The Week That Was
July 20-26, 1997

What a week! Good news on two fronts:

on Wednesday, July 23rd, the New York Times reported a return to sanity on the whaling issue, which The Science & Environmental Policy Project addressed in 1994 at its Washington Conference on The Scientific Management of Fisheries and Marine Mammals. In "Whalers Say the Wind Is Turning in Their Favor," the NYT reported that Norway is winning its war with the International Whaling Commission (and the U.S. delegation). For five years, Norwegian whalers have defied an IWC moratorium on hunting the non-endangered minke whale (900,000 worldwide), withstood violent confrontations with Greenpeace, and continued their annual minke whale hunt in the Berents Sea--this year taking a self-imposed quota of 580 whales. According to the NYT, the protests have now stopped and two of the largest environmental groups in Norway have declared the yearly whale hunt "sustainable." More important, IWC scientists have finally been given a voice. They declared last year that the minke population was robust enough to sustain a limited hunt (quite an understatement, considering the numbers). Said Norwegian whaler Olav Olavson, 59, whose 70-foot vessel was scuttled at its berth by American protesters in 1992, "A few years ago we were considered barbaric criminals, but I think the worst of the protest storm has passed. Within three years, we'll be exporting again."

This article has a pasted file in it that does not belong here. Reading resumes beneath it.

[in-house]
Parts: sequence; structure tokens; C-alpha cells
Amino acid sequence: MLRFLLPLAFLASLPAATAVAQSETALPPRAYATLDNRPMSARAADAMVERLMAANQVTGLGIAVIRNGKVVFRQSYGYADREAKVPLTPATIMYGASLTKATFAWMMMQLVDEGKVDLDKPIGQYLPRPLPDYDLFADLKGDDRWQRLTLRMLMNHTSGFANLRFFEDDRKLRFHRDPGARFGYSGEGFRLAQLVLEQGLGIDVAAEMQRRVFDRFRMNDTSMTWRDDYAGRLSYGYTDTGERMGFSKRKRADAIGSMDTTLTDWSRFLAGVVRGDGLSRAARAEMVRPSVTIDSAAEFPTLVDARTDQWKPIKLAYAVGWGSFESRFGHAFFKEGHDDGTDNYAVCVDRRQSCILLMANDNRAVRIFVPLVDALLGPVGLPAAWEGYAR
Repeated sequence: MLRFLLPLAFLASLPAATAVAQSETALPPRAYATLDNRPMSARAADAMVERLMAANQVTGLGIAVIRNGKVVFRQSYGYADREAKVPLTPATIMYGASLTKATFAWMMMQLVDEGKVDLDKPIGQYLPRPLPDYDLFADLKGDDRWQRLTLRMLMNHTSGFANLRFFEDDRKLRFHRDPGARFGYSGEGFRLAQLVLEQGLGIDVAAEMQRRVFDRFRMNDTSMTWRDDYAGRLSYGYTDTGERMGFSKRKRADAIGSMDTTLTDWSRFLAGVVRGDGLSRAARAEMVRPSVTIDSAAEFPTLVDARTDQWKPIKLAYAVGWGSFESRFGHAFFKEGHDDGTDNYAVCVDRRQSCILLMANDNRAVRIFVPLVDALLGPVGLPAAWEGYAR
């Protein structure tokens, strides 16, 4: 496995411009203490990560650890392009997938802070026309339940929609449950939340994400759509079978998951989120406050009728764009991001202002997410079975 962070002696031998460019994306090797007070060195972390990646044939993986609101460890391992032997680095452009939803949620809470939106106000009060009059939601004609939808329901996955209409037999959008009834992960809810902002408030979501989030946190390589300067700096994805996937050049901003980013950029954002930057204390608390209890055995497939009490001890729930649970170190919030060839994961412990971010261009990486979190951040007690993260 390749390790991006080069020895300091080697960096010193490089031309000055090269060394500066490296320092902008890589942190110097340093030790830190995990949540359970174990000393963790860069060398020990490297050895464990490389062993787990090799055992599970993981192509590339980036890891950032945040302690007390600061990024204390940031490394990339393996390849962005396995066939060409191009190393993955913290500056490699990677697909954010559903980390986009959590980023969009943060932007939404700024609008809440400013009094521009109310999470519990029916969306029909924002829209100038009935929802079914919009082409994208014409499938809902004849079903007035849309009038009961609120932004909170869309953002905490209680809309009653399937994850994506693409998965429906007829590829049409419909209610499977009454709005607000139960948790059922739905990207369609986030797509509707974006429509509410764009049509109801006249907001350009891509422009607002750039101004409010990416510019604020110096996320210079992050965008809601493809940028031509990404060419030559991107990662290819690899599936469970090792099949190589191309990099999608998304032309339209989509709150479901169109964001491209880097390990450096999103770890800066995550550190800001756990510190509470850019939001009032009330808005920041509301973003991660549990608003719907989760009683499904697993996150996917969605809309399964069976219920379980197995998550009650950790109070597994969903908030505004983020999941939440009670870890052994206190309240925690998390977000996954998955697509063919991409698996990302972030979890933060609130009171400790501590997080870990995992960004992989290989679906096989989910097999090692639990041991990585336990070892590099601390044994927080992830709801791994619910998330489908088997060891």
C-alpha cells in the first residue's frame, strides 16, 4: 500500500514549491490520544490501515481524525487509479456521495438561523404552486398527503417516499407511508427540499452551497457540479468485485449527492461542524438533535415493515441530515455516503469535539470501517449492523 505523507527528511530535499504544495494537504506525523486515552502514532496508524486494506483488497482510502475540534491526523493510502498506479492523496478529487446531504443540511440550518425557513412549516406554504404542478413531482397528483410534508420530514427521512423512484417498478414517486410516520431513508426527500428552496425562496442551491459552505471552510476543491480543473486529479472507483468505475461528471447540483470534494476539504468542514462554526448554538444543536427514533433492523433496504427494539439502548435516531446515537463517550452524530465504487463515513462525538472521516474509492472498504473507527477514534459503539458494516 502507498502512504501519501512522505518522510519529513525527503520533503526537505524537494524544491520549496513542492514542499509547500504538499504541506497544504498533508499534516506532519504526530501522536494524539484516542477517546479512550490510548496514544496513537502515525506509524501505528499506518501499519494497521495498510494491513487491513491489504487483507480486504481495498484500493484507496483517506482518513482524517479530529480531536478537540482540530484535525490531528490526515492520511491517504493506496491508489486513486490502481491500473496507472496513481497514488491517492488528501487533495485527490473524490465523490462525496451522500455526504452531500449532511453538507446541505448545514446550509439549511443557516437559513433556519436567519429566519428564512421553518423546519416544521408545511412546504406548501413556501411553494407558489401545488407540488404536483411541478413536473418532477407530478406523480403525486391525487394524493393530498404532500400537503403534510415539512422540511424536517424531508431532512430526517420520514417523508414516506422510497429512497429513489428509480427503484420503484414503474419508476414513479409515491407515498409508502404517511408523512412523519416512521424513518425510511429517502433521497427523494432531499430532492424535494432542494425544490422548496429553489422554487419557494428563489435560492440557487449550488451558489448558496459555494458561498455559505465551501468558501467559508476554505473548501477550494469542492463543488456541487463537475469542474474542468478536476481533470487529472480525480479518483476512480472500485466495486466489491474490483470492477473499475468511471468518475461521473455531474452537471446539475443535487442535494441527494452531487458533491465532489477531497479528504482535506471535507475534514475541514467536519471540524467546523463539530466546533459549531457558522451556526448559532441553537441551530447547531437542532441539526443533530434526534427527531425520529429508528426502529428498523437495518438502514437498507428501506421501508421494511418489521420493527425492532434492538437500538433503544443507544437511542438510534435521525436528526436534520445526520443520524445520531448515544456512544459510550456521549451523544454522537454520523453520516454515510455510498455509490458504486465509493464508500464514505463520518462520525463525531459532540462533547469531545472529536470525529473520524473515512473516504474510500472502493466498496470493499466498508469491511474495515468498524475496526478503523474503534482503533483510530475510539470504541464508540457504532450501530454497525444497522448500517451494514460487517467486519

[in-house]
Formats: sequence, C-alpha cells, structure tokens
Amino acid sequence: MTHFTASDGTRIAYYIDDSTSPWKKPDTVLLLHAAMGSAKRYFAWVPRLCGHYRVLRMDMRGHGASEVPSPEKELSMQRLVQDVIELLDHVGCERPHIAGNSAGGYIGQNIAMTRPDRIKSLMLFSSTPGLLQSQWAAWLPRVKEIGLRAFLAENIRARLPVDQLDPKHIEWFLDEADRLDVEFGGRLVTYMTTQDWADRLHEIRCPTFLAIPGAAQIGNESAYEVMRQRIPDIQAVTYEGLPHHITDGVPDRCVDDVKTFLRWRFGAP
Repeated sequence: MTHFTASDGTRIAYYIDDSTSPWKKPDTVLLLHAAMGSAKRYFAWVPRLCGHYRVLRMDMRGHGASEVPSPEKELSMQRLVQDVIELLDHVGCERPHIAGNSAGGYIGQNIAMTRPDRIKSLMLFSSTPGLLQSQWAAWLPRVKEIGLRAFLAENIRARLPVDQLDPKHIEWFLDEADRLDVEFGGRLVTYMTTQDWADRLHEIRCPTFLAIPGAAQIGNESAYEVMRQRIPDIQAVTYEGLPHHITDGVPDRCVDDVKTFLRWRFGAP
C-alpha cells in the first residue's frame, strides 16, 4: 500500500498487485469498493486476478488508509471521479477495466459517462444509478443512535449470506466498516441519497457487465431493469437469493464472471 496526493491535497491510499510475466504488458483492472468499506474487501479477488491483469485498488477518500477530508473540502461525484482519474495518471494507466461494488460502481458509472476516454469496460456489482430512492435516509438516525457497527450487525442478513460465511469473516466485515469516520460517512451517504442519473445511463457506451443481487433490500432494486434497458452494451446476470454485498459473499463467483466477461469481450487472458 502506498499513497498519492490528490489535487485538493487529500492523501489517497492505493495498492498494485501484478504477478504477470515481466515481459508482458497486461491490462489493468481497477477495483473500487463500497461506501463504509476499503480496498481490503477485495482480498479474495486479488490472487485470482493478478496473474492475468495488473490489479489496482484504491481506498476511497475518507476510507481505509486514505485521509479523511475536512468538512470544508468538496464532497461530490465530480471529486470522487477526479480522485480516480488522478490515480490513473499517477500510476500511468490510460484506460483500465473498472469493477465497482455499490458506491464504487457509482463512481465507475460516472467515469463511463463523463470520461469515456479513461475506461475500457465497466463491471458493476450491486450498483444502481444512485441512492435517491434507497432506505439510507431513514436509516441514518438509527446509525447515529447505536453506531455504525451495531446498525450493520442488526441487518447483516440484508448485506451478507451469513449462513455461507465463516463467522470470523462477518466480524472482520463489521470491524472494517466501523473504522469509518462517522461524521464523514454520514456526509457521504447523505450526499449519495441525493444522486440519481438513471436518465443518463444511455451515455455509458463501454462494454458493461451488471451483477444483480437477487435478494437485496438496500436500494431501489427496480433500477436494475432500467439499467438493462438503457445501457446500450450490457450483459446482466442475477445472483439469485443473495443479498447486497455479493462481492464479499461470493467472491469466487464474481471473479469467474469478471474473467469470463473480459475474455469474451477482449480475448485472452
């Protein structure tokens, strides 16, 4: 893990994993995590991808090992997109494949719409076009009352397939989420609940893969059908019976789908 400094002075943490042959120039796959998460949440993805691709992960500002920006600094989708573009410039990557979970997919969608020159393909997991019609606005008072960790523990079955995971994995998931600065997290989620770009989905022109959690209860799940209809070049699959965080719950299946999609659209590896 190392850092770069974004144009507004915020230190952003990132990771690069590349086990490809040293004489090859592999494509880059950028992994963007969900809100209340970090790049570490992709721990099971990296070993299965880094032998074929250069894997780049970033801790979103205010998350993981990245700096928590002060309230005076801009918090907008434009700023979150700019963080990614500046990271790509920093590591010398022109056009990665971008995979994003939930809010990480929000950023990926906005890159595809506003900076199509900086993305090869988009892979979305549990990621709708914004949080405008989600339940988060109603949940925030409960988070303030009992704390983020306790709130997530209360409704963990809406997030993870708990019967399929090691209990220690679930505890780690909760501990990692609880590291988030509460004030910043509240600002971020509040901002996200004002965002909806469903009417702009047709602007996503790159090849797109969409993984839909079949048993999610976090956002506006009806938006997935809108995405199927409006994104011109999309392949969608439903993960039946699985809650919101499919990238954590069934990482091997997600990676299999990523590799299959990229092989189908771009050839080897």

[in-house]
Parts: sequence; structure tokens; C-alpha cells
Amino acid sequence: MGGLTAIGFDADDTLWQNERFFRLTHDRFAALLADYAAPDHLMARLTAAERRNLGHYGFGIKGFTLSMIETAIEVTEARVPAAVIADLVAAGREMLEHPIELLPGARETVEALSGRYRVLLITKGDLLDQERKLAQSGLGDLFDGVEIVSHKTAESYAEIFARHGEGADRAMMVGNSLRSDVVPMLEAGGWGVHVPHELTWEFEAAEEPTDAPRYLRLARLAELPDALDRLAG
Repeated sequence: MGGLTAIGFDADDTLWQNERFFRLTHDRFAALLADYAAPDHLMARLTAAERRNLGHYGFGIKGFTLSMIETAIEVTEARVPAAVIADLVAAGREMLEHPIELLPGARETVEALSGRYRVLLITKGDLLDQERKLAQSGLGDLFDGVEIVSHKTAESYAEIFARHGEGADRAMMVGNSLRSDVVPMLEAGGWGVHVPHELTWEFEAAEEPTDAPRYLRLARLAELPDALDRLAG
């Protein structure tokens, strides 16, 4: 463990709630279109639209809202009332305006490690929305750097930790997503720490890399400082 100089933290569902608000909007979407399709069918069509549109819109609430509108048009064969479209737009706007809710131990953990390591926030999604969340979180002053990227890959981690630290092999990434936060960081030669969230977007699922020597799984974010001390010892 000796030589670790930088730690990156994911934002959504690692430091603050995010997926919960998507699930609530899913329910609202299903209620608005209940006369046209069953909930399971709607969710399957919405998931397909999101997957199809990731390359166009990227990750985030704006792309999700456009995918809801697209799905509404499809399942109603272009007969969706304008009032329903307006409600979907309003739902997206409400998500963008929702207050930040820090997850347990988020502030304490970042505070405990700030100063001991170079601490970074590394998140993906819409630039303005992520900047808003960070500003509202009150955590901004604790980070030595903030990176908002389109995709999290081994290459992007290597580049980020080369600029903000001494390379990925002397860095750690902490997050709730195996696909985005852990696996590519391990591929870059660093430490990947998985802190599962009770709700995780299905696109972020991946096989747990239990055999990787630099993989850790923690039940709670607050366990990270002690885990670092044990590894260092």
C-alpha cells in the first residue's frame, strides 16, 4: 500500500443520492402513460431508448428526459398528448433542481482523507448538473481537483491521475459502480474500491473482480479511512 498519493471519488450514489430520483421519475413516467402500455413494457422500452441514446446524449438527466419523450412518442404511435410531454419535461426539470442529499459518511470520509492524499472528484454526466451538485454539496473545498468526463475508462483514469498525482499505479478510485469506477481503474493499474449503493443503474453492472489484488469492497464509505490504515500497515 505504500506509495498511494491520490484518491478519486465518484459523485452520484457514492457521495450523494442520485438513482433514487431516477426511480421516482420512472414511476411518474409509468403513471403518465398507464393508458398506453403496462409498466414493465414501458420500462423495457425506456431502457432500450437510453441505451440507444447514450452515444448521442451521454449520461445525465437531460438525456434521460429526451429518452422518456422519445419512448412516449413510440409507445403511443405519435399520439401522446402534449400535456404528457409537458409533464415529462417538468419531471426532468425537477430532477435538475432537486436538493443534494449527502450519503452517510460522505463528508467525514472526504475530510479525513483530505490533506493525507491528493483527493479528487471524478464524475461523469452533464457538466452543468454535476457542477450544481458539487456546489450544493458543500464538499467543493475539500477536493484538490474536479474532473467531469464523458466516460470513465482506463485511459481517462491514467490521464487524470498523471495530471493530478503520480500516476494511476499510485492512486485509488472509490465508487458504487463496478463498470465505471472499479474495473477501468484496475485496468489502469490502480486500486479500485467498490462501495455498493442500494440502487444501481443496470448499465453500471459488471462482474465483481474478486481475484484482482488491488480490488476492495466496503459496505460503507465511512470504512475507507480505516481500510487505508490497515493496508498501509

on Thursday, July 24th the White House staged a global warming press briefing in a last ditch effort to stifle bipartisan dissent in the U.S. Senate against the Climate Treaty. Herding the White House press corps into the briefing room, along with any other journalists who cared to show up, Gore and Clinton trotted out six scientists charged with ensuring screaming headlines in the next day's papers. It was quite an assembly: atmospheric chemists F. Sherwood Rowland and Frank Molina (of CFC/ozone fame), nuclear physicist Henry Kendall, marine ecologist Jane Lubchenco (controversial president of the American Association for the Advancement of Science), White House science advisor John Gibbons, and climatologist Stephen Schneider, the only scientist present who actually participated in the IPCC Climate Change Report. Despite a near-tears plea from Jane Lubchenco to do the right thing "for our grandchildren," reporters recognized a dog-and-pony show when they saw one. Said one unimpressed journalist, "I left early, but I tell you, I was really worried about drowning in all that water from the melting ice caps."

on Friday, July 25th, Fred Singer's commentary piece on the scientific consensus hoax appeared in the Wall Street Journal, paired with a piece on the economic costs of proposed global warming remedies by Jack Kemp. Singer's article was read into the Congressional Record and quoted and discussed at length by radio talk show host Rush Limbaugh, whose program reaches some 20 million listeners. More important, in the U.S. Senate, the vote was 95-0 not to endorse mandatory limits on greenhouse gas emissions and to require the White House to produce economic analyses for all proposals and protocols related to the Climate Treaty negotiations in Kyoto. In the debate, several senators questioned the validity of the scientific evidence underlying the Treaty, echoing Singer's WSJ article.

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